Lady and the Tramp
As far as feel-good fantasies go, it isn’t so bad.
Despite what some purists may think, there’s nothing inherently wrong with remaking a great movie, especially one that’s almost three decades old. I’m all for taking the themes of a film and reworking them in a way that makes them feel fresh and new for a modern audience -- two great examples of this being John Carpenter’s “The Thing” and David Cronenberg’s “The Fly.” What frustrates me is when a remake deconstructs what works about an original film and then doesn’t seem to have any interest in reconstructing it into something interesting again. Even worse is when it feels like a movie inherently doesn’t understand what really worked about the source material from which it’s working, which is the case with David Rosenthal’s inept, long-delayed remake of Adrian Lyne’s “Jacob’s Ladder.” Lyne’s best film emerged from a country still damaged by Vietnam and weaved the distrust engendered by the veteran experience into a Kafka-esque vision of horror. The remake has some scary faces and a tacked-on commentary about PTSD and government intervention that feels cheap and unearned. Only the commitment from the always-solid Michael Ealy saves it from being one of the worst movies of the year, although just barely.
Ealy plays Jacob Singer, a medic in Afghanistan who is startled to discover that the latest body on his stretcher belongs to his brother Isaac. After returning home and settling down with his wife (Nicole Beharie) and new child, Jacob begins to have terrifying visions, although most of them are of the jump-scare variety instead of the slow-burn horror approach used by Lyne. A clearly traumatized vet (Ealy’s co-star from “The Intruder,” Joseph Sikora) warns him that something is wrong before meeting a grisly fate. Or does he? Could Jacob just be going crazy? When he finds out something shocking about his brother, played by Jesse Williams, and learns about a new drug that seems to be replacing PTSD with addiction, the line between what’s real and what’s imagined blurs to another degree.
Rosenthal and his collaborators drop in visual beats that will be familiar to fans of the original -- both films have a fascinating visual motif of motion as subway trains and speeding cars come racing through history to catch up with Jacob Singer. But this version of “Jacob’s Ladder” can’t find the right tone, jumping wildly from a story about PTSD to a story about brotherhood to a waking nightmare without ever figuring out how to merge the three. Consequently, it gives us a version of Jacob Singer who simply bounces from plot point to plot point, occasionally terrified by a jump scare but never resonant in a way that makes his plight feel relatable. Lyne’s original has become an influential piece of cinema for its visuals and final twist, but Tim Robbins’ performance there remains one his most underrated. It’s a film that works not just because of its narrative or atmosphere but because of how Robbins grounds it. Try as he might, Ealy’s version of Singer gets lost here. It sometimes feels like the filmmaking is actively working against him.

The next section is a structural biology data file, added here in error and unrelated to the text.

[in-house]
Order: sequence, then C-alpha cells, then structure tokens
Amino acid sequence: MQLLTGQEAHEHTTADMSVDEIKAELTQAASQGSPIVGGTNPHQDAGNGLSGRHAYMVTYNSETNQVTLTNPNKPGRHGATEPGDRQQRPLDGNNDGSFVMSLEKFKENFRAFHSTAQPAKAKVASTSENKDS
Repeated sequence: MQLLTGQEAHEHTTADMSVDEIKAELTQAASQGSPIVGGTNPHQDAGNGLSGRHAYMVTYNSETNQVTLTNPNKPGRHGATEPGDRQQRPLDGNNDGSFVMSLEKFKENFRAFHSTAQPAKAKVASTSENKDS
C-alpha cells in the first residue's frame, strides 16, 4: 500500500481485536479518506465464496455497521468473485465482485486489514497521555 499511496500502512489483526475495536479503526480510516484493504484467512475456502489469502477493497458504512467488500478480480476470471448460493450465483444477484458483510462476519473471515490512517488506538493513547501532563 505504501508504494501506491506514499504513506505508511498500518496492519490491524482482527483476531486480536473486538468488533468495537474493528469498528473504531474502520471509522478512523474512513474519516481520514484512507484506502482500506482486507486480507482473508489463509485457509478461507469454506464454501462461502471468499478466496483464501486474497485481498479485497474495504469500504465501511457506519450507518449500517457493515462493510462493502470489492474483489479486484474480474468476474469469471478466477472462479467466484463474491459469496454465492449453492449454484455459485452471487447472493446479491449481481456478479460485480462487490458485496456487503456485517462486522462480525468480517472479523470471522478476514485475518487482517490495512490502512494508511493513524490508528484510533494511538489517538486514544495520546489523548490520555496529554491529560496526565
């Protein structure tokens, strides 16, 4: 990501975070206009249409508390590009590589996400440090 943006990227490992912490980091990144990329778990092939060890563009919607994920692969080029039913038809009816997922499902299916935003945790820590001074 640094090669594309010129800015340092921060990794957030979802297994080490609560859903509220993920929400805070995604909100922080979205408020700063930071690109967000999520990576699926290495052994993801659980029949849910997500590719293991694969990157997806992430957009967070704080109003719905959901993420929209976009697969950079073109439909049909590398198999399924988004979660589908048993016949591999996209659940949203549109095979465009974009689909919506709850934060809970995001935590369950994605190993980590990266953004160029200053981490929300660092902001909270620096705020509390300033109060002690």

Although he certainly makes out better than the supporting cast. Beharie and Williams’ characters might as well be named ‘Plot Device 1’ and ‘Plot Device 2’ given how little they have to work with beyond their relationship with Jacob Singer. Like so much of the 2019 “Jacob’s Ladder,” they’re shallow. It feels like a project that worked from a checklist more than any sort of artistic impetus to rework an influential film. And it often feels like a project that’s trying to merge different projects together. There’s a movie in here about brotherhood, one about PTSD, one about addiction, and a remake of “Jacob’s Ladder” but they never come together to form a satisfying whole.
The first question any remake needs to ask is “Why?” Not only is it painfully obvious that this was never once answered during the production of the new “Jacob’s Ladder,” it doesn’t seem like anyone considered asking it.
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